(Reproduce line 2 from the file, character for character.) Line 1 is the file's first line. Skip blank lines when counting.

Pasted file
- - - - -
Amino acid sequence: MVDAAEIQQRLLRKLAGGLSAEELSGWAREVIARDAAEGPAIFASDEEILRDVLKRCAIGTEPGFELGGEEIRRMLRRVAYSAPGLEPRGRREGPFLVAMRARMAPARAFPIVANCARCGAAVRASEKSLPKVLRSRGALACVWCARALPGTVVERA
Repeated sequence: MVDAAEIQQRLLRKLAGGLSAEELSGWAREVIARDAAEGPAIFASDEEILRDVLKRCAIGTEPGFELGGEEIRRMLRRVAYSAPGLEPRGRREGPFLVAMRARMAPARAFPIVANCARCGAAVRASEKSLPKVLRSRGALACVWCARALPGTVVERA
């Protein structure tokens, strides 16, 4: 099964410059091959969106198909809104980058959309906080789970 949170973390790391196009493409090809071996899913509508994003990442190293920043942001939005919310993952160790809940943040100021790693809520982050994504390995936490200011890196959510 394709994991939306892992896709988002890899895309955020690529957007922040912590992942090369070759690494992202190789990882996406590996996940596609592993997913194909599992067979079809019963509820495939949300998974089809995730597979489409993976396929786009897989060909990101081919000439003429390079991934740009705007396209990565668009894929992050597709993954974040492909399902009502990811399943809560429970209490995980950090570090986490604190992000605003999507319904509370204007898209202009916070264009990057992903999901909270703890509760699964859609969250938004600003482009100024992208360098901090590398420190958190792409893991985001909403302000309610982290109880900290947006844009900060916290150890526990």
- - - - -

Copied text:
Repeated sequence: MVDAAEIQQRLLRKLAGGLSAEELSGWAREVIARDAAEGPAIFASDEEILRDVLKRCAIGTEPGFELGGEEIRRMLRRVAYSAPGLEPRGRREGPFLVAMRARMAPARAFPIVANCARCGAAVRASEKSLPKVLRSRGALACVWCARALPGTVVERA